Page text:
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Most recruiters don't get incentive pay for superior performance, but some experts contend they should.
Using incentive pay to reward employees for exceptional performance is a popular motivation and retention tool. But for most in-house recruiters—the professionals who generally bring those stellar performers on board—incentive pay for their own work is the exception rather than the rule.
“The recruiters we know get standard bonuses or are on their company’s incentive pay plan, but it’s not specific to recruiting,” says Carl Schmitt, a principal of Presidio Pay Advisors in San Francisco.
About one-fourth of in-house recruiters receive incentive pay on their own—not as part of a companywide incentive program—according to the 2003 Recruiting Metrics and Performance Benchmark Report issued by Staffing.org, a nonprofit HR metrics firm in Willow Grove, Pa. Many of those who do receive it are in health care, information technology or other industries that require continual recruiting or hard-to-find talent.
For most companies, though, whether to provide incentive pay to in-house recruiters is, at best, an open question. For many, the answer is no.
A number of employers who don’t provide it say they can’t afford it or they don’t have the resources—or the need—to track recruiting activity. Or they voice concern that offering incentive pay could turn recruiting into a numbers game. Some employers say it’s not worth the time and effort to design a formal incentive compensation system for in-house recruiters if the company has only one or two such professionals on the payroll.
“It just hasn’t come up for discussion,” says Sally K. Fanning, SPHR, director of compensation at Praxair Inc., a 25,000-employee company that has one in-house recruiter. Praxair, an industrial-gas manufacturer based in Danbury, Conn., relies mainly on its hiring managers and HR managers in the field for recruiting, says Fanning, a member of the Society for Human Resource Management’s Compensation & Benefits Committee.
Moreover, some experts add, in an economy with many resumes chasing few jobs, recruiters presumably don’t need monetary incentives to come up with superior candidates for job openings.
Thus, in light of such arguments, are there any reasons that in-house recruiters should get incentive pay?
There are, some consultants say, maintaining that the best in-house recruiters are worth their weight in gold. Top corporate recruiters “are very business-focused, have good relationships with hiring managers and know those managers’ styles inside out,” says Marc Kroll, founder of Effective Compensation Strategies in Woodbury, Conn. “It’s a competency that has to be well-paid-for.”
Moreover, some experts say, incentive pay can help retain first-class recruiters, thus saving the company a bundle on fees paid to outside search firms.
It’s not unreasonable, some consultants add, to offer recruiters incentives equal to as much as 20 percent of their base pay in exchange for hitting established performance targets. Top performance for recruiters generally means attracting and landing superior job candidates in a timely and cost-efficient manner.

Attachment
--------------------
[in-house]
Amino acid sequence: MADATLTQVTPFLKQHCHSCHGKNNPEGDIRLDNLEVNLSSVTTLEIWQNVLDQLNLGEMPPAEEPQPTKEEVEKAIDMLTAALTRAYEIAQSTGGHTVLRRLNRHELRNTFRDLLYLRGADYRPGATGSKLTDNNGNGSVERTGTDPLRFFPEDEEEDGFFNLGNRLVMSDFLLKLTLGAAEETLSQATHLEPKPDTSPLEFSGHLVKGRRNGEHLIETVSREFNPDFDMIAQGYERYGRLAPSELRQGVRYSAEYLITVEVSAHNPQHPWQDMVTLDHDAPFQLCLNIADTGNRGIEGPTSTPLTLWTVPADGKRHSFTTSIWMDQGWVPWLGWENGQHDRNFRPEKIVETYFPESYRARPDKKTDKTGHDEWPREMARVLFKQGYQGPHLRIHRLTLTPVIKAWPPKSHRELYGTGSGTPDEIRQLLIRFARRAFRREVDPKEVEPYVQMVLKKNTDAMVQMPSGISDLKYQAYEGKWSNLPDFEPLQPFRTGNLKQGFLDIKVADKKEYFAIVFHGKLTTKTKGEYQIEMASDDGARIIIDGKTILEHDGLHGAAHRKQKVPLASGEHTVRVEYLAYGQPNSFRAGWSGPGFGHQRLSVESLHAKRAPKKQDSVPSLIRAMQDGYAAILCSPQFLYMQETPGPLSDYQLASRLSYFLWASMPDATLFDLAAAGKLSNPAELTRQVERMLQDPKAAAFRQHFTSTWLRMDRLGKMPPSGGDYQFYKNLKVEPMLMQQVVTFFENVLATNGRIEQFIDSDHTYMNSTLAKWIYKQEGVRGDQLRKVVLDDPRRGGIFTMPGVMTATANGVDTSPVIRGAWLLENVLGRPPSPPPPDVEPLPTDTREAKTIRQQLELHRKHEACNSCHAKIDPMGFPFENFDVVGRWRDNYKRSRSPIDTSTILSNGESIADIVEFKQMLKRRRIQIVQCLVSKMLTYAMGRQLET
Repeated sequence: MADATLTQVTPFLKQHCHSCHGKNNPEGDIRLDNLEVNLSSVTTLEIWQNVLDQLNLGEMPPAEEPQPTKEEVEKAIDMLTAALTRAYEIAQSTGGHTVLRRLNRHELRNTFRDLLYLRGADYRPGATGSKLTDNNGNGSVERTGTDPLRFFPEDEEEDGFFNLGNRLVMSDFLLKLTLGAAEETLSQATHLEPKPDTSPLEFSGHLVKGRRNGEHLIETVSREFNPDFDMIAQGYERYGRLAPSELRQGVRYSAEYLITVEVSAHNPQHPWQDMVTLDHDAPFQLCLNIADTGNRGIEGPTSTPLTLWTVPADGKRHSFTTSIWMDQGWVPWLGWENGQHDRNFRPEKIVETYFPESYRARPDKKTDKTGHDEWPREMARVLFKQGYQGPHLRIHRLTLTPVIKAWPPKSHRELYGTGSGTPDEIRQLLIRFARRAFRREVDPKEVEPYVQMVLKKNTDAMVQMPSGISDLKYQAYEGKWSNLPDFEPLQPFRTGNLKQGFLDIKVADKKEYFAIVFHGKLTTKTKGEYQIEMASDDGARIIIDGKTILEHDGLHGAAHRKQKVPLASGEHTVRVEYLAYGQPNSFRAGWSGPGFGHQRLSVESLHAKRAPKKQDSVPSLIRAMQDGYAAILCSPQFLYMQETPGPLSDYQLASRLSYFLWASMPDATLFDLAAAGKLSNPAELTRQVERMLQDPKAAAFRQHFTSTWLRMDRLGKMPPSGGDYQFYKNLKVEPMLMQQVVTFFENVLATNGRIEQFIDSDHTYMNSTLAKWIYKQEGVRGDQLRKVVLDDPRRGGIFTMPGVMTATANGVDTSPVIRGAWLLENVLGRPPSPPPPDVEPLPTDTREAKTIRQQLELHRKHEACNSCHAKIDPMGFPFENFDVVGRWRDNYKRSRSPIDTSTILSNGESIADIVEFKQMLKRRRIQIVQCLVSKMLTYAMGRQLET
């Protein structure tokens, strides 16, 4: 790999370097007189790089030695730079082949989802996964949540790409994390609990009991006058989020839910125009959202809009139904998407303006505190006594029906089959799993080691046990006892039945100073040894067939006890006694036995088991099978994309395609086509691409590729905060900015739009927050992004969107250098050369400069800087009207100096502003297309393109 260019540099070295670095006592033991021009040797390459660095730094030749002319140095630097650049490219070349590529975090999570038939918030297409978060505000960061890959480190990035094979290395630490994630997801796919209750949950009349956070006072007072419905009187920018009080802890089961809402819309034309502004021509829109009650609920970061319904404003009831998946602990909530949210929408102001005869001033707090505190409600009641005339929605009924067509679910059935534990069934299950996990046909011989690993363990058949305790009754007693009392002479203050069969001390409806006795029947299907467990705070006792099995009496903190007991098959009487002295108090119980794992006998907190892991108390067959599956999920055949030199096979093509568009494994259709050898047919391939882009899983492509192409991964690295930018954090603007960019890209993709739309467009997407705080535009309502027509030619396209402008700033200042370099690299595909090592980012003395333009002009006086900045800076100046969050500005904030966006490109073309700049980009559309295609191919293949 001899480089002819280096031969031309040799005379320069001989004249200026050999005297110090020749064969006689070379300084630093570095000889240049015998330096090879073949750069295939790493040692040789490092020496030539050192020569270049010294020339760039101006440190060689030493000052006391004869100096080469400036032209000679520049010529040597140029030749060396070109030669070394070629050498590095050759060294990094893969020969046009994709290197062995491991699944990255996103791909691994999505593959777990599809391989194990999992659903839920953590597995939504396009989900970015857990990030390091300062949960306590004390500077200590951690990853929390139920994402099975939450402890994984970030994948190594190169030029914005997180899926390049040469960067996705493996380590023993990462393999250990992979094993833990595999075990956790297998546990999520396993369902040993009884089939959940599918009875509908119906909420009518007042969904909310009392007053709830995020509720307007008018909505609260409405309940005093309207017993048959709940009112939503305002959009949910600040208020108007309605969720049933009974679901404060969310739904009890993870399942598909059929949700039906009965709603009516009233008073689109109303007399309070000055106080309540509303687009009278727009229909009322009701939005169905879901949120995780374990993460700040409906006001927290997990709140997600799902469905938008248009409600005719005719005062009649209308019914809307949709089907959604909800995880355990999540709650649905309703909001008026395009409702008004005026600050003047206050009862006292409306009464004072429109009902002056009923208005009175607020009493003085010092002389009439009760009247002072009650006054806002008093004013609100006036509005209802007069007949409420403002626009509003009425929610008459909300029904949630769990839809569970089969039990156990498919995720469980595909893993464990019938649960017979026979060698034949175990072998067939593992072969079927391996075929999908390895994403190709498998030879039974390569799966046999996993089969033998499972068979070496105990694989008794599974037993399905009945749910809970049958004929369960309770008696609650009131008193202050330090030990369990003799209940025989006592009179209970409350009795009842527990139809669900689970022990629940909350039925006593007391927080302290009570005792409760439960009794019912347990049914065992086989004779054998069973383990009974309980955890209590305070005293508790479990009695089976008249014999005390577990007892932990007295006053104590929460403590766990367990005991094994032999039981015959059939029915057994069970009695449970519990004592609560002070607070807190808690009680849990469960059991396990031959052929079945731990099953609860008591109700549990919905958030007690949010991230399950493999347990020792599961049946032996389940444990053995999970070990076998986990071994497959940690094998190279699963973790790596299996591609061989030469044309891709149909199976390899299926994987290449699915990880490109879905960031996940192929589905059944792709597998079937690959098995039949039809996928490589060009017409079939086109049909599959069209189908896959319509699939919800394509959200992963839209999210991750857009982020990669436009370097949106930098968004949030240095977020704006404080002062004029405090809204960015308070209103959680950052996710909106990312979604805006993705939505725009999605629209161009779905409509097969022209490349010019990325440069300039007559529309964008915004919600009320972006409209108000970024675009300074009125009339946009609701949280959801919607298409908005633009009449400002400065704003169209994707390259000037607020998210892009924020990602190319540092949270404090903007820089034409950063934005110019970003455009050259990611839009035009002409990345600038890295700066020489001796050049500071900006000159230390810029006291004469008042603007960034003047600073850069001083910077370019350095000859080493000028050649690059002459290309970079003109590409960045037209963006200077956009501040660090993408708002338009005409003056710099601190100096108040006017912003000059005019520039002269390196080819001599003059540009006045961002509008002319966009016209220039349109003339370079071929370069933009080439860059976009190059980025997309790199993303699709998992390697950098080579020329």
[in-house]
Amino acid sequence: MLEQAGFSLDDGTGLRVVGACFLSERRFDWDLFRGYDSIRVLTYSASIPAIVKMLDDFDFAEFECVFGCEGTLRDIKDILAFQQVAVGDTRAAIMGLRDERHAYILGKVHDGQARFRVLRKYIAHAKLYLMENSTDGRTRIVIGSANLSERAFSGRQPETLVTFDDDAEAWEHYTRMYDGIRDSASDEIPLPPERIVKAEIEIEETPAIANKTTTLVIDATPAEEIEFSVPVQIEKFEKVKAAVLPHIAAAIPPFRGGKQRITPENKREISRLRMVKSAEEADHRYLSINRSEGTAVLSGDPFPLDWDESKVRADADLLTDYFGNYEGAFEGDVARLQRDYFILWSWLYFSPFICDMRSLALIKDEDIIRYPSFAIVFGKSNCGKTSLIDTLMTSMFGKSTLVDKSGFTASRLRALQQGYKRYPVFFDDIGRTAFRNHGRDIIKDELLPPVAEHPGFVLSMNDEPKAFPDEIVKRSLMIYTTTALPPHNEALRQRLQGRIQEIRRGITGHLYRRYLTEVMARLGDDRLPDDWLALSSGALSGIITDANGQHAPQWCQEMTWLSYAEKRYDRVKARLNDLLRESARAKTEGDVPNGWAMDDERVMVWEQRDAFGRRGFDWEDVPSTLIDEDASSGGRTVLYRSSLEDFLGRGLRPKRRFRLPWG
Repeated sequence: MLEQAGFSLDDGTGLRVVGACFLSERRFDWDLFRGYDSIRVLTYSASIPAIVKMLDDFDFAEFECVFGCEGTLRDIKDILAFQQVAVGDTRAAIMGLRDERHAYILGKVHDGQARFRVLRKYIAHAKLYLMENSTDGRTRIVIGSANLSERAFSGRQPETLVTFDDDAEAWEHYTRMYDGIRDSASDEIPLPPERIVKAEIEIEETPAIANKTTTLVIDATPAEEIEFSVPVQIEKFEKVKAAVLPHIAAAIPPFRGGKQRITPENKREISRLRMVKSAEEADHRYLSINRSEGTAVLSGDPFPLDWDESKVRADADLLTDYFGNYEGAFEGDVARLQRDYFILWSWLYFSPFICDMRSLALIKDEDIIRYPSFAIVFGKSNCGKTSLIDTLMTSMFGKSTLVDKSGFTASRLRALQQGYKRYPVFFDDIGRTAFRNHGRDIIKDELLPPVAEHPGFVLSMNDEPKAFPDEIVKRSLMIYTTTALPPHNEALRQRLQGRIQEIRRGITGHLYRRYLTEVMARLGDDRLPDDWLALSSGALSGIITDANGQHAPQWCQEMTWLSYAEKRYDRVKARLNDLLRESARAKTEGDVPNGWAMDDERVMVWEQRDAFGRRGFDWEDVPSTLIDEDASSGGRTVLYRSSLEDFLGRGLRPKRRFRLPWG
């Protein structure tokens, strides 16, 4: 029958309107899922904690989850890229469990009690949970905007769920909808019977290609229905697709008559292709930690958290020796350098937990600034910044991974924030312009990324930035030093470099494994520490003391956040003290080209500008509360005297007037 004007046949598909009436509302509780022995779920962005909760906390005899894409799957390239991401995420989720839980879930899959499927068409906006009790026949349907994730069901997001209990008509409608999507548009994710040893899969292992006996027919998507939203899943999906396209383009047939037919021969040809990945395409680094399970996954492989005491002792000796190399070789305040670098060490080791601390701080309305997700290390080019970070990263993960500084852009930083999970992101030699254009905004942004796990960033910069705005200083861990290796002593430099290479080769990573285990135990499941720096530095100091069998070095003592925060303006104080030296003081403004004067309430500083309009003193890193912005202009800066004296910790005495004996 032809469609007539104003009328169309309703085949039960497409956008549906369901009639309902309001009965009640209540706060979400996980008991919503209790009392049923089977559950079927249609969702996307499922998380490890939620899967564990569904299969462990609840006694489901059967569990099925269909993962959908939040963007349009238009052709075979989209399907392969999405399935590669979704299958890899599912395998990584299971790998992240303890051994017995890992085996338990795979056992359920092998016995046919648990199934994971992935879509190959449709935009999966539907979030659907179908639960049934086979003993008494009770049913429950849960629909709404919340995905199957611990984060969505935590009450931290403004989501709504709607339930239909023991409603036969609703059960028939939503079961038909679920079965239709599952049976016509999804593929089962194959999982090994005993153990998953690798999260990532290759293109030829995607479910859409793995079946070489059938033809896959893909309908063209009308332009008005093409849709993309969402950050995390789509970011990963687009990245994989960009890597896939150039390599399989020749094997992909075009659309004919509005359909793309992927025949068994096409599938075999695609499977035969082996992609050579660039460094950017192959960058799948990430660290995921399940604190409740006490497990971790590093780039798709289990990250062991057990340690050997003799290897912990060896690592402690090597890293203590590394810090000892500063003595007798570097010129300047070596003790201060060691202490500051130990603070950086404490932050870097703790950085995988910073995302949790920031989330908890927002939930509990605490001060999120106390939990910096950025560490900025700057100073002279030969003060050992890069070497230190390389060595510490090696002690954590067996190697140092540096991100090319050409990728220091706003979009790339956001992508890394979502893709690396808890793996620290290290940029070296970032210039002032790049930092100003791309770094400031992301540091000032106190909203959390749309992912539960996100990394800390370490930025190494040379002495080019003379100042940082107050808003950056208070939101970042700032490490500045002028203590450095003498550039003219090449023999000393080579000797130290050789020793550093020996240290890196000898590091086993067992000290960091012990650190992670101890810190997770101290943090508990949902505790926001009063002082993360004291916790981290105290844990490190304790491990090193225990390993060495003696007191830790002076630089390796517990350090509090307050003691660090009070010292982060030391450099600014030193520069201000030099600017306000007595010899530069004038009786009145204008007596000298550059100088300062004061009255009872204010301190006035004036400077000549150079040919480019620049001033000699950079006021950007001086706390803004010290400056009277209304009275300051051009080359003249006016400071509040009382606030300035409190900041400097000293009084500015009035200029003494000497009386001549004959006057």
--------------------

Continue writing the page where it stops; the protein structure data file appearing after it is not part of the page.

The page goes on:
Setting the Targets
If done correctly, some experts say, incentive pay for recruiters—as for other employees—rewards the achievement of specific goals established for the individual. Often, bonuses are also tied to the financial performance of the company and of the recruiter’s unit—the HR department, perhaps, or the business unit to which the recruiter is assigned.
At T-Mobile, a fast-growing, 20,000-employee telecommunications company in Bellevue, Wash., the 24 recruiters receive quarterly bonuses pegged to their performance in meeting individual goals, says Randall Birkwood, director of talent acquisition. The recruiters’ goals, which they draft themselves with manager approval, must support T-Mobile’s corporate goals.
To foster the corporate goal of “quality of hire,” for example, a recruiter’s performance may be evaluated according to the number of top-performing hires he or she brings in, Birkwood says. Or it may be judged according to other measures, such as how few interviews it takes on average to produce an offer.
T-Mobile tracks attrition and new hires’ first-year performance. The final quarterly bonus is based on the recruiter’s performance as well as the performance of T-Mobile and its HR department, Birkwood says.
In companies that offer incentive pay for recruiters, typically about half of the bonus reflects personal performance, a fourth is tied to unit performance and the remaining fourth is linked to company performance, says James Hatch, a partner in the HR Services Group of PricewaterhouseCoopers LLC in New York.
Like HR in general, recruiting has become more metrics-driven to demonstrate its value to the bottom line. “If you’re going to figure out the return on investment on an employee, you’re forced to measure your investment,” says Greta Sherman, a managing partner in the Louisville, Ky., office of JWT Specialized Communications, a London-based recruiting consulting firm.